Hey loyal followers,
It's been too long since I have graced you with my presence, and for that I apologize. I have been distracted by other troublesome hobbies, vacations, yard work, additions to the family etc... Enough is enough. It's time I put the nose to the proverbial grindstone and cranked out a blog entry. My last post was March 21st, over two months ago. Unfortunately I haven't brewed any beer since then, but I have certainly drank my fair share. Let me catch you guys up on my first magnificent brews.
First up was the Amber. My first born. My pride and joy. Heir to my debt... It came out more like an amber-headed step child. Not quite what I wanted, and if reported lost in Macy's I may not claim him, but tolerable behind closed doors. I actually got a little impatient and cracked one open before it was completely primed in the bottle. It tasted like ass... at least what I imagine ass would taste like. The "beer" had a buttery/butterscotchy taste to it, and after reading around I found out this was due to some chemical reaction blah blah. I was a little worried, but I gave the rest of the batch another week or so.
Alright, now for the actual first tasting of the finished beer. As I cracked open the first bottle and poured the beer into my glass, the color was a nice dark amber (shocker); almost opaque (that means you can't see through it). Clarity issues are usually caused by a slow cold break, which I could understand since I cooled this guy in the kitchen sink with ice water. It smelled OK I guess. This amber didn't have any aroma hops so I wasn't expecting too much in the scent department. But who cares about that crap. What about the taste? It tasted... underwhelming. Boo!!! Four weeks for this? Don't get me wrong, it was drinkable. They disappeared rather quickly, but that's more of a reflection upon your esteemed author than the taste of the beer. The taste just seemed impotent, lacking, incomplete, far short of its potential, light in the loafers. Need I go on? I think one of the problems was my steeping method. I basically just dropped the grain bag in the water and left it. I'm supposed to dip it like a tea bag. Perhaps the spillage of yeast detracted from the flavor. Who is to say? Whatever, I have moved on.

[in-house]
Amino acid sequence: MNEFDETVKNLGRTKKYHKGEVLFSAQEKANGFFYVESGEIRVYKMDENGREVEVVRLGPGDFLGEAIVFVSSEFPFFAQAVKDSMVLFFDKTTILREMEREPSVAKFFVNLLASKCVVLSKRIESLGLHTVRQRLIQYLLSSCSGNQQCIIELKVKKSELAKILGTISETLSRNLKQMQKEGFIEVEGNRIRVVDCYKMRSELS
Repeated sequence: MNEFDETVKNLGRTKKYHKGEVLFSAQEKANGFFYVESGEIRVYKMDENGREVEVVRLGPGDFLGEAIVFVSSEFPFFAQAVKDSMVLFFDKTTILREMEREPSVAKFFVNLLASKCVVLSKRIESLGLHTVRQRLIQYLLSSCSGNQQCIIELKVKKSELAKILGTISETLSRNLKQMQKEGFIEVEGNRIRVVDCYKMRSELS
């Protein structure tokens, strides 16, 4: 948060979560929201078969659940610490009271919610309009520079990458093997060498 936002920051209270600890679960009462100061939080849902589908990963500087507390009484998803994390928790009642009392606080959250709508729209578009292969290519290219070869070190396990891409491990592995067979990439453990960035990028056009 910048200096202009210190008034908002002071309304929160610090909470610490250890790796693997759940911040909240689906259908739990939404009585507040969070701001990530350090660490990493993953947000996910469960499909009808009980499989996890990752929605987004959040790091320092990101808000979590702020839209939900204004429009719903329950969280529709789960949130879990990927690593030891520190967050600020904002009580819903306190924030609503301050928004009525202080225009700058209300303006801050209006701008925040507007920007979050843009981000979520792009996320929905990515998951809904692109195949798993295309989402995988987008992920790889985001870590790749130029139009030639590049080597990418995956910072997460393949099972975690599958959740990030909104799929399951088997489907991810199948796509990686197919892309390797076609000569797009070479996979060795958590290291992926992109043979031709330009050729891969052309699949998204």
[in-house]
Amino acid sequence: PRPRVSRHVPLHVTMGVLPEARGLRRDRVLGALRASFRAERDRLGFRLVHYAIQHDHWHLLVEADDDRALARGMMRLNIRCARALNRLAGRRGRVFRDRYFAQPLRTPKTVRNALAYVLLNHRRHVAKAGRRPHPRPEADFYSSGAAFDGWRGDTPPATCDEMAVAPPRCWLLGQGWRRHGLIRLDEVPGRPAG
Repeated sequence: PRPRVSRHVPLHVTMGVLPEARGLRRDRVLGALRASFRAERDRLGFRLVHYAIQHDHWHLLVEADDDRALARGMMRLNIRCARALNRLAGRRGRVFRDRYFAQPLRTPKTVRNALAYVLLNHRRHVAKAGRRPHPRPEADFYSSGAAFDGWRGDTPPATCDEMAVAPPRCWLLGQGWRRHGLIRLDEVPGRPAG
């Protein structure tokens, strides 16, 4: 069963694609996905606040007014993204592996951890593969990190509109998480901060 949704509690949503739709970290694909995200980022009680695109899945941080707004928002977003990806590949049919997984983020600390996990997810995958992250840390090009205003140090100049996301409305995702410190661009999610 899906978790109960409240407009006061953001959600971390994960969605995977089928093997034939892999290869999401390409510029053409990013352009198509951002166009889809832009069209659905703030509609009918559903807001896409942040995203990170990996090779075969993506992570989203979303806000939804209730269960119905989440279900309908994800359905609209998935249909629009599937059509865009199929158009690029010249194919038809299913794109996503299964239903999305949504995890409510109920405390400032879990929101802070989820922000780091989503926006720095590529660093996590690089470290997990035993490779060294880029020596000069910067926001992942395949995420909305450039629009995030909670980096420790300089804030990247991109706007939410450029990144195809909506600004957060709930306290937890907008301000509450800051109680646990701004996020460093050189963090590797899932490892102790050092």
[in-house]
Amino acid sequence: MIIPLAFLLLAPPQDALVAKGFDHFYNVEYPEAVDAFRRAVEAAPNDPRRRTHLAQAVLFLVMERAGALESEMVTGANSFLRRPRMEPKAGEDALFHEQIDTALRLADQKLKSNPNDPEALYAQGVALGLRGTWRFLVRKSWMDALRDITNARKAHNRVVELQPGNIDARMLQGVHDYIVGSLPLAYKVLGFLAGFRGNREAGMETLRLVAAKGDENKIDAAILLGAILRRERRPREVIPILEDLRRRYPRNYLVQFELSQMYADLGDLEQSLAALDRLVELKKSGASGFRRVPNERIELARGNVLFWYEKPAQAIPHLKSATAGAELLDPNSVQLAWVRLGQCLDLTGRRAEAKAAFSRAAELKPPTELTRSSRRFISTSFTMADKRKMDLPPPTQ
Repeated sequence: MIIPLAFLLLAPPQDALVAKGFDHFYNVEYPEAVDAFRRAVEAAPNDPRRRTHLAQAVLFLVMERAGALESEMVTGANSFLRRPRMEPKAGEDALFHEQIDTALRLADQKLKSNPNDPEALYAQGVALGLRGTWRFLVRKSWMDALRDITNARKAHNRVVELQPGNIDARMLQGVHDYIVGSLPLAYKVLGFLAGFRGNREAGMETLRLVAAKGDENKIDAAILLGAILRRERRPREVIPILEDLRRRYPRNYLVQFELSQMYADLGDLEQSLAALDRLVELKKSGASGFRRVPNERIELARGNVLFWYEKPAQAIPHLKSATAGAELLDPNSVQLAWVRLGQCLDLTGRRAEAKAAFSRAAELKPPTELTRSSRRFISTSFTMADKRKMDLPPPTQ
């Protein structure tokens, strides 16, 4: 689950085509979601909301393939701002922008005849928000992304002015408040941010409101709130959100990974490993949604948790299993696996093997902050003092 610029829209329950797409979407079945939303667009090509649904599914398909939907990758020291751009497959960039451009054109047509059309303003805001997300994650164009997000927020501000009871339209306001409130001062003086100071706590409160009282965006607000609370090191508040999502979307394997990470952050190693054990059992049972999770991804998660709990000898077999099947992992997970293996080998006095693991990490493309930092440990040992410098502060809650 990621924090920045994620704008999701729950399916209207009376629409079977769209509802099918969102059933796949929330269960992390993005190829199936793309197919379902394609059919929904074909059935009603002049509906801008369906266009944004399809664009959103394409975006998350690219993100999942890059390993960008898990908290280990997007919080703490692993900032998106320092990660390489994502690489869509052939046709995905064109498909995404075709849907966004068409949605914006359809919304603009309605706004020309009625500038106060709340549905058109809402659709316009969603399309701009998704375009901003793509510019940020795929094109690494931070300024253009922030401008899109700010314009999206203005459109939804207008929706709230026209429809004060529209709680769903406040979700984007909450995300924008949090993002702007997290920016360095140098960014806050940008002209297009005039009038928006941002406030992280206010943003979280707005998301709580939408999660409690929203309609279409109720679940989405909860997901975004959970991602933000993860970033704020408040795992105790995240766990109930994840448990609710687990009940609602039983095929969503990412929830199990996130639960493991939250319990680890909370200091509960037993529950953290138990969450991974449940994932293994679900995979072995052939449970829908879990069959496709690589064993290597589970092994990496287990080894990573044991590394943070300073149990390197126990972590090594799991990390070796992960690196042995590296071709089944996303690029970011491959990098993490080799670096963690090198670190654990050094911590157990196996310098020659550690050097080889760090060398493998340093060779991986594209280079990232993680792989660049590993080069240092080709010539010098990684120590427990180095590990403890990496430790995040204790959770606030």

Next was my IPA. I was very excited to brew this beer because I am a self proclaimed hop-head. This guy loves the bitter. Since this batch had such a high starting gravity I had to make a starter wort. See my previous post if interested in that debacle. Anyway, as I was going through the ingredients I found the extra packet of dried yeast I bought to prevent the requirement of a yeast starter. Oops. Oh well, since I spilled most of my yeast while making the starter I was happy to see this. It all works out in the end.
On to the tasting. I had to let this beer sit in the fermenter for 3 weeks, then prime in the bottles for 3 more! When the day finally arrived to open one up, I could barely contain myself. I almost called out of work, but thought it better to save the day for one of recovery rather than one of debauchery. As I sat in my cubicle, watching the minutes tick by I could almost feel the ice cold brew flowing down into my gullet. Minutes felt like hours, hours felt like an eternity. "What a cruel existence this is!" I screamed in my head. 3:30 came at last and I bolted from my ergonomic chair and ran to my car, ready to face my God-awful commute. Traffic was heavy, but by now my mind was laser focused on one thing...homebrew. I dodged and weaved, passed on the shoulder, drove in the HOV lane without a passenger; I didn't care. If a cop tried to pull me over, it may have resulted in a high speed chase. I cannot say for sure. When I finally got home I burst through the door, opened the refrigerator, grabbed my beer and went for the bottle opener. As I opened the drawer I noticed my hands were visibly shaking. Six weeks of anticipation were coming to a head and the moment was nearly upon me. I took a deep breath, steadied my hand, placed my large mouth bass shaped bottle opener under the cap, and pried with all my might. "Sppprtt." Oh what a beautiful sound that beer made. I honestly believe it whispered to me in some carbonated beverage dialect foreign to my ears. I will never truly know what it said, but I like to believe that in our language it would roughly translate to "soul mate."
Oh, sorry. I got a little descriptive. My first pour of Imperial IPA was rather impressive. The color was dark but clear. The smell was pungent and hoppy. And the taste. Oh the taste. This is by far the best beer I have ever brewed. Bitter yet sweet. Complex yet simple. I am completely happy with this beer, and if it was sold in a store I would certainly buy it. Salty Rick makes one hell of an IPA.
Well, there it is. You are all caught up on the goings on of your favorite home brewer. What prompted me to write this entry is a sale I saw on Austin Home Brew Supply. This Saturday, all orders over $50 get free shipping. I'm all over this bad boy. I'm picking up an American Pale Ale and a British IPA for $30 each (usually $42). Add yeast and thats 10 gallons of beer for $75 bucks. Sign me up.
Sorry for the long post. I will try to keep the updates a little more regular to cut down on the wall of text.